Scripter Herb Robins infuses this legiter with a few rambling philosophical elements from the 1936 novel by reclusive writer B. Traven (1890-1969), but mainly follows the lean plotline developed by John Houston for his 1948 Academy Award-winning screenplay adaptation of "The Treasure of Sierra Madre."
Scripter Herb Robins infuses this legiter with a few rambling philosophical elements from the 1936 novel by reclusive writer B. Traven (1890-1969), but mainly follows the lean plotline developed by John Houston for his 1948 Academy Award-winning screenplay adaptation of “The Treasure of Sierra Madre.” In an overly solicitous nod to the novelist, helmer Joseph Culliton makes a heavy-handed attempt to underscore every salient line of Traven’s classic treatise on the dehumanizing nature of greed. His clunky efforts are further undermined by a woefully uneven ensemble and substandard production values that reduce this staging to the level of community theater fare.
The plot involves a trio of ragged souls striving to stay alive in Depression-era Tampico, Mexico. Encouraged by tales of untapped gold in the nearby Sierra Madre Mountains, two American day laborers — bitter Fred C. Dobbs (Ed Baccari) and the more youthfully optimistic Curtin (Colin Forman) — pool their meager earnings for a gold-prospecting expedition with Howard (Morton Lewis), a grizzled but philosophical old prospector who is certain they all will become rich. When after months of toil they do garner a small fortune in gold dust, the play evolves into an observant study of the corruption of the human soul.
Utilizing a disconcertingly designed, deeply raked stage and simple set pieces to house all the environments, Culliton makes sure the audience understands the storyline is dealing with the timeless themes of greed and moral corruption in the pursuit of wealth. All the lines are delivered with self-conscious clarity, but there is limited sense that the ensemble members are truly inhabiting their characters.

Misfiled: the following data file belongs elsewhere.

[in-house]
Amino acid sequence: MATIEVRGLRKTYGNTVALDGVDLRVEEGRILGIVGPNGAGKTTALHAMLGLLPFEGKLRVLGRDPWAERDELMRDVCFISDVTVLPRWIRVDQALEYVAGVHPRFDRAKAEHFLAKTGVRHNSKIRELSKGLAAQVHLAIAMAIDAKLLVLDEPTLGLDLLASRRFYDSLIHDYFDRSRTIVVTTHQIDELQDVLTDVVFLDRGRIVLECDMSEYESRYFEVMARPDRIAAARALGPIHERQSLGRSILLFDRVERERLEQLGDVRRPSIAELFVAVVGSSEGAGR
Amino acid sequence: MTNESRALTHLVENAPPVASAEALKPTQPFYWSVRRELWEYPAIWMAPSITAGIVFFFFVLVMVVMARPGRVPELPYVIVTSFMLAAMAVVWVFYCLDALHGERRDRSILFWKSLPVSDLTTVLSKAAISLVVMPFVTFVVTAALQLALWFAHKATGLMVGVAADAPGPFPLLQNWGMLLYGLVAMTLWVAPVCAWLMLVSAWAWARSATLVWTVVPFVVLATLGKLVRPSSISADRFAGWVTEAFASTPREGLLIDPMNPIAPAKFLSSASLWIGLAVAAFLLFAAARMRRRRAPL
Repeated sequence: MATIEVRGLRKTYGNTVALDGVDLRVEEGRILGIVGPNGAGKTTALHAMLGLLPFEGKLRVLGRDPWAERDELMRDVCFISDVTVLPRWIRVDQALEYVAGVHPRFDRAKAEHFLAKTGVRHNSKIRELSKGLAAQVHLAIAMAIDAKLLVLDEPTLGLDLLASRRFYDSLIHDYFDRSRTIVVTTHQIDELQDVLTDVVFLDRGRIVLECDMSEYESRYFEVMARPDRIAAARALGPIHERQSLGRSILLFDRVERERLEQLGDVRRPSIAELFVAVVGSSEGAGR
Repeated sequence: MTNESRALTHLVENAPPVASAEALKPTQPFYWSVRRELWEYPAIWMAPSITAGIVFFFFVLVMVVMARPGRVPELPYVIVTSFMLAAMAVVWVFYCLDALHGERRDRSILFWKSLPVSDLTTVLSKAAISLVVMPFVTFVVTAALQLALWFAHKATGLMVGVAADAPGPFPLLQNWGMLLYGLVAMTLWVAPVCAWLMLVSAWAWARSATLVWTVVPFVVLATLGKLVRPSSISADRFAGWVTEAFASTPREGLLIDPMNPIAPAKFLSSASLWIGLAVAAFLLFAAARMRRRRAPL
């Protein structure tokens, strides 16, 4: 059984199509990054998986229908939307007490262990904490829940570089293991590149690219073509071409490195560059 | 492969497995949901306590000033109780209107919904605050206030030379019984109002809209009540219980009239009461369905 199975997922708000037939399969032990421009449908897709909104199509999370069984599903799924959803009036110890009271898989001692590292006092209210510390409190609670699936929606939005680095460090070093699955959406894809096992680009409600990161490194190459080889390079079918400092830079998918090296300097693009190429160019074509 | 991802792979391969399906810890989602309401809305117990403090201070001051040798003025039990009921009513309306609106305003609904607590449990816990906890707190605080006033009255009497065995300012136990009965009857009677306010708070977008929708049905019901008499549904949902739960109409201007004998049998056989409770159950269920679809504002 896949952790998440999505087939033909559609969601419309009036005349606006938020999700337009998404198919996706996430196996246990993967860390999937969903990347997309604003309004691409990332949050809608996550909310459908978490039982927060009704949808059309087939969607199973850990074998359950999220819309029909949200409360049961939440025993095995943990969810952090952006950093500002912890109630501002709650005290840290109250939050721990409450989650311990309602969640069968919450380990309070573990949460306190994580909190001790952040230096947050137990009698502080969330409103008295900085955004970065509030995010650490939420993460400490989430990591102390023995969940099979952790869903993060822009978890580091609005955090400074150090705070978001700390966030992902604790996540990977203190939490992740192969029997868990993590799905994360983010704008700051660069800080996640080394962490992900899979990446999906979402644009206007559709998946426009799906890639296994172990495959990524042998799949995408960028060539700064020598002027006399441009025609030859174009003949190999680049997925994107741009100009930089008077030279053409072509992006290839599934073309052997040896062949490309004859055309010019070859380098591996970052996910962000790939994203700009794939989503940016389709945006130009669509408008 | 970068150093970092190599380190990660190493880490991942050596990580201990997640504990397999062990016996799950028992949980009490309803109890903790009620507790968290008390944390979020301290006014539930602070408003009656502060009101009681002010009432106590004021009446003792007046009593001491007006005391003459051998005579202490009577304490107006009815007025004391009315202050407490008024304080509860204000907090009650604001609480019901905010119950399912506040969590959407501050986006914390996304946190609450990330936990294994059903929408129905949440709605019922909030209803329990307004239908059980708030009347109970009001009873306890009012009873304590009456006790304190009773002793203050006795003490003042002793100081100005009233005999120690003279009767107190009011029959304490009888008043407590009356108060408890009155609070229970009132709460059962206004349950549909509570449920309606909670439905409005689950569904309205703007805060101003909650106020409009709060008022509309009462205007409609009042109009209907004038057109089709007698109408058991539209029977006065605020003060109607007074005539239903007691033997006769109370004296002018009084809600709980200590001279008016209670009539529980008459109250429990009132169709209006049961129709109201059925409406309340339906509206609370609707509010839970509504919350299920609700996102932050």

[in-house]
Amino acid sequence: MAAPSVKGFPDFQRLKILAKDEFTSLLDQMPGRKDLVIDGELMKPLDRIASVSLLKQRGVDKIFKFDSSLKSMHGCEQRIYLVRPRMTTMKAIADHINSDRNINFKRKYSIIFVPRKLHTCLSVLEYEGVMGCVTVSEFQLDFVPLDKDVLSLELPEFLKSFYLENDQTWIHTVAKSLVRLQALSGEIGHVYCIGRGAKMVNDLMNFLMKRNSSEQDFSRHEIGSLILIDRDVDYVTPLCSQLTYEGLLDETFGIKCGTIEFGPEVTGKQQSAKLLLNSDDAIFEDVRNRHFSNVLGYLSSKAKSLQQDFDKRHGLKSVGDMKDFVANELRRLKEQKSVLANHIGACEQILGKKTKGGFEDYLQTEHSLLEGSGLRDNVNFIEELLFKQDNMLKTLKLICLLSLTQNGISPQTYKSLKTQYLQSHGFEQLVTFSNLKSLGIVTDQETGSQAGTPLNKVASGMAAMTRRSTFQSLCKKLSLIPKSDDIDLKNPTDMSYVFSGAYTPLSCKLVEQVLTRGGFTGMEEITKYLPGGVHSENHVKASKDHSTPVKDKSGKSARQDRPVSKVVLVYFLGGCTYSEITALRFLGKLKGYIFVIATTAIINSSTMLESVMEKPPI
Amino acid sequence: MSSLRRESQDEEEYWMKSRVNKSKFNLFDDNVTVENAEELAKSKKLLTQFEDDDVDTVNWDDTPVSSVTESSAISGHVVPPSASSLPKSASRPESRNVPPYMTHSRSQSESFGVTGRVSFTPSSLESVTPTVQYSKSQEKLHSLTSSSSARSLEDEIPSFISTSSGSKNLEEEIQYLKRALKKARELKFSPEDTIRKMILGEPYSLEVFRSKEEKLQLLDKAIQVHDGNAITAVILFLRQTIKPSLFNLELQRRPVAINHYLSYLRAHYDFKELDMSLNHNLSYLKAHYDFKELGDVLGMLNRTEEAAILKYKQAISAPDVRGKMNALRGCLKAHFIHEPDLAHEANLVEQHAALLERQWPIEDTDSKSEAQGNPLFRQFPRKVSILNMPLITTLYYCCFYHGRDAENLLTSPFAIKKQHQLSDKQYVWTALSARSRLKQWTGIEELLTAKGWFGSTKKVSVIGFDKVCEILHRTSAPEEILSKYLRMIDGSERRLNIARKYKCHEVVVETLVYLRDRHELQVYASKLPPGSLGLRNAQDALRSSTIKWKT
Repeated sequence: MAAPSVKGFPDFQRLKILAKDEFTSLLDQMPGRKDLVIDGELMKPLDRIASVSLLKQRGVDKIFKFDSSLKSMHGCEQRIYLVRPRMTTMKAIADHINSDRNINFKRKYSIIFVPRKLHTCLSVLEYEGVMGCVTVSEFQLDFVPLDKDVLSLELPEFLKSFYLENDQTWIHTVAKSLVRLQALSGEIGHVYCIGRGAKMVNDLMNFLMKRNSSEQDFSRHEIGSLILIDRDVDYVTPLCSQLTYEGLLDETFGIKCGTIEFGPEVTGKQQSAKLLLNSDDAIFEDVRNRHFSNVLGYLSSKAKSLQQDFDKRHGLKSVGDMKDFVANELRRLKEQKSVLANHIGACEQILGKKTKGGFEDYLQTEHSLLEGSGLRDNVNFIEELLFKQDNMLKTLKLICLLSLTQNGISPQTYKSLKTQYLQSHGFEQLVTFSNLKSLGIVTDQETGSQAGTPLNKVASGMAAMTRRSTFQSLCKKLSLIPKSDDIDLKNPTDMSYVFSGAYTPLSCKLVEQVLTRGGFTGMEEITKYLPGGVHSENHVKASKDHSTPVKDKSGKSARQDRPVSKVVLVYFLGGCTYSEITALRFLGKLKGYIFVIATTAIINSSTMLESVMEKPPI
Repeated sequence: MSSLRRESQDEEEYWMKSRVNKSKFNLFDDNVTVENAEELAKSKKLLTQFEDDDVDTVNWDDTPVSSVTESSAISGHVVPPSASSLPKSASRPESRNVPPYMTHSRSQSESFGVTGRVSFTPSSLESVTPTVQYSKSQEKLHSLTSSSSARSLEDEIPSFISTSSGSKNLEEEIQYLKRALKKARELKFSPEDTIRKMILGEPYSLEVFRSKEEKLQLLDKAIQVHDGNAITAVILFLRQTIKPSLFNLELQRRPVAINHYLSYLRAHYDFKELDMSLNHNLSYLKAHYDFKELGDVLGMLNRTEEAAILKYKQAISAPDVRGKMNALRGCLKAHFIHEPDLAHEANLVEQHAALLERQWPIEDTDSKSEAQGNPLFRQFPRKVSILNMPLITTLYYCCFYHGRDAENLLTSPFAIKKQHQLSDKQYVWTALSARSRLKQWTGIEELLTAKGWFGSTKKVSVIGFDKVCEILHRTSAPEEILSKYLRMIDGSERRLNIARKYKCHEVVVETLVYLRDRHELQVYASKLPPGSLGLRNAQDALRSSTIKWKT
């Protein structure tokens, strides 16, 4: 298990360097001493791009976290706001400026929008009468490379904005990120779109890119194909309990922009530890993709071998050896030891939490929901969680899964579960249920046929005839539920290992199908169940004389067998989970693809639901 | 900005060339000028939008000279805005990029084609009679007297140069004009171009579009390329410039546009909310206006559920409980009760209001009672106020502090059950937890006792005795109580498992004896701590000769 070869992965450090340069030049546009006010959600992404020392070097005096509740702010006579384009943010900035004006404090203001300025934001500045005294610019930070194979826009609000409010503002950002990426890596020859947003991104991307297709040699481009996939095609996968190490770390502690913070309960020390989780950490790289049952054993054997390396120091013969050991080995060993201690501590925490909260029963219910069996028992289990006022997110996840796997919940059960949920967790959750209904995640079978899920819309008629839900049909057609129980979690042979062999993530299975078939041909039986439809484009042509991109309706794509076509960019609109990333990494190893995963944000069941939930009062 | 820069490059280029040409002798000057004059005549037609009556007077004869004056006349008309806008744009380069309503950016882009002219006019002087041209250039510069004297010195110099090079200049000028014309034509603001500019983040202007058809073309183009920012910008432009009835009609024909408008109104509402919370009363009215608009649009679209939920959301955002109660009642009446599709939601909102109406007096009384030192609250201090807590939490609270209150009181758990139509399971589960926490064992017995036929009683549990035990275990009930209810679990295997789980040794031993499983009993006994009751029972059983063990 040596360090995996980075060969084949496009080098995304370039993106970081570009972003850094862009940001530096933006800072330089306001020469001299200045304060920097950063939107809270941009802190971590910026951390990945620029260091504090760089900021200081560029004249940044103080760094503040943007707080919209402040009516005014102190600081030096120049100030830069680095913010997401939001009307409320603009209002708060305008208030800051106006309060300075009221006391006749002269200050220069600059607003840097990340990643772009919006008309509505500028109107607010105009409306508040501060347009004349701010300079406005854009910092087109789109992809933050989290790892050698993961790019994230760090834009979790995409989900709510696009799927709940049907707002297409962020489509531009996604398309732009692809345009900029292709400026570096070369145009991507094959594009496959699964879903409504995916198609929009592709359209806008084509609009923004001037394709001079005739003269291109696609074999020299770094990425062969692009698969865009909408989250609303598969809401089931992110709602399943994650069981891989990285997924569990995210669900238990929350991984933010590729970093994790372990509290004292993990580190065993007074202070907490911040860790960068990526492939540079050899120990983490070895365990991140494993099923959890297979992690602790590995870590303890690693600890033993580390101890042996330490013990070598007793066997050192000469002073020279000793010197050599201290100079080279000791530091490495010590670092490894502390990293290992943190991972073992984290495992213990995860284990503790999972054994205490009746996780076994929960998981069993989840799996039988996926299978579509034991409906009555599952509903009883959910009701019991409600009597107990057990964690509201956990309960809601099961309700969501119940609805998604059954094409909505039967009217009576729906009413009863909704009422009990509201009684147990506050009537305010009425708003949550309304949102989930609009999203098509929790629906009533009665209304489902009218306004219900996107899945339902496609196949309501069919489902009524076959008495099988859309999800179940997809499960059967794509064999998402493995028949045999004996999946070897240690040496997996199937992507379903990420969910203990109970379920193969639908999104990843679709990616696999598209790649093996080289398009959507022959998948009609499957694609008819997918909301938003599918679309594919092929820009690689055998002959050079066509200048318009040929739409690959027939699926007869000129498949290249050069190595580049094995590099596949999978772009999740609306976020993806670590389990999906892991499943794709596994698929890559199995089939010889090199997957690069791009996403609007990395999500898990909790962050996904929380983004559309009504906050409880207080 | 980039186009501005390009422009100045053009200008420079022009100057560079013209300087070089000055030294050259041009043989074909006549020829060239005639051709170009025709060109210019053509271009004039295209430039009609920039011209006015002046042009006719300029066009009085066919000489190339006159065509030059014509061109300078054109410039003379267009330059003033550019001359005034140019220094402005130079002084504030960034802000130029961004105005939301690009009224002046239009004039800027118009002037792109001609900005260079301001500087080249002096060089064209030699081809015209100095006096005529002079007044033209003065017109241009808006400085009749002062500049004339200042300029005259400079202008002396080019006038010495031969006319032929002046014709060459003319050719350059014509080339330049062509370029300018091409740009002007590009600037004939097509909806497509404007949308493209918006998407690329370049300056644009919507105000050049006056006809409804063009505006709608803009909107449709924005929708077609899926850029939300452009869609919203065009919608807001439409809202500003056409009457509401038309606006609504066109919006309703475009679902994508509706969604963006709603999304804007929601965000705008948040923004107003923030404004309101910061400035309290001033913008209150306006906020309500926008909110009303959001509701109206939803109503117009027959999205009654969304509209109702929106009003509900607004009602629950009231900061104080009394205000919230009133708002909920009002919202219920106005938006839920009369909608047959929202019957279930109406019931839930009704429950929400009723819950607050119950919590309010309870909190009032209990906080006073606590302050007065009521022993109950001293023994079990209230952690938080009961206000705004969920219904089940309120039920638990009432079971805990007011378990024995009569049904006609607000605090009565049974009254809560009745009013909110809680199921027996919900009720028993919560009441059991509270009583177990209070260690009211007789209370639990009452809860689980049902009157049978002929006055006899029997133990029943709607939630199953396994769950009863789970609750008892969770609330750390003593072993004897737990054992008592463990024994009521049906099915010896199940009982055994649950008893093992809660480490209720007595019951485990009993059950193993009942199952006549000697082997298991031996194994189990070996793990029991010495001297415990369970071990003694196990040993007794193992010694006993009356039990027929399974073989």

Baccari certainly manages to be fiercely intense as Dobbs grows increasingly paranoid and violent. Baccari gets his lines out, but projects little essence that a real human being is living within Dobbs’ self-annihilating soul.
Lewis offers a compelling contrast as Howard, a weathered miner who’s seen how gold can turn men into monsters. It is Howard who is the conveyor of much of Traven’s philosophical musings about mankind’s oneness with nature and the need to observe nature’s laws over any greed-driven human agenda. Lewis gives a nicely wrought portrayal of this quirky character but needs to spend a lot more time with his lines. Quite often the character disappears within Lewis’ efforts to deliver his parts of the script.
On the plus side, Forman is actually endearing as callow prospector Curtin, who serves as a social mediator between Dobbs and Howard. Forman adeptly handles Curtin’s evolution from a wide-eyed youth to a hard-eyed realist who comes to realize how life can degrade good men and turn them evil.
The most rewarding aspect of this production is the performance of Dave Silva as jovial but ferocious Mexican bandit Gold Hat. He delivers one of filmdom’s most famous lines (“I don’t have to show you any stinking badges”) with the conversational veracity of a wily hunter attempting to outwit his prey.
“The Treasure of Sierra Madre” could quite possibly have a life as a legiter but needs a serious production rethink before it has legs to move beyond this adaptation.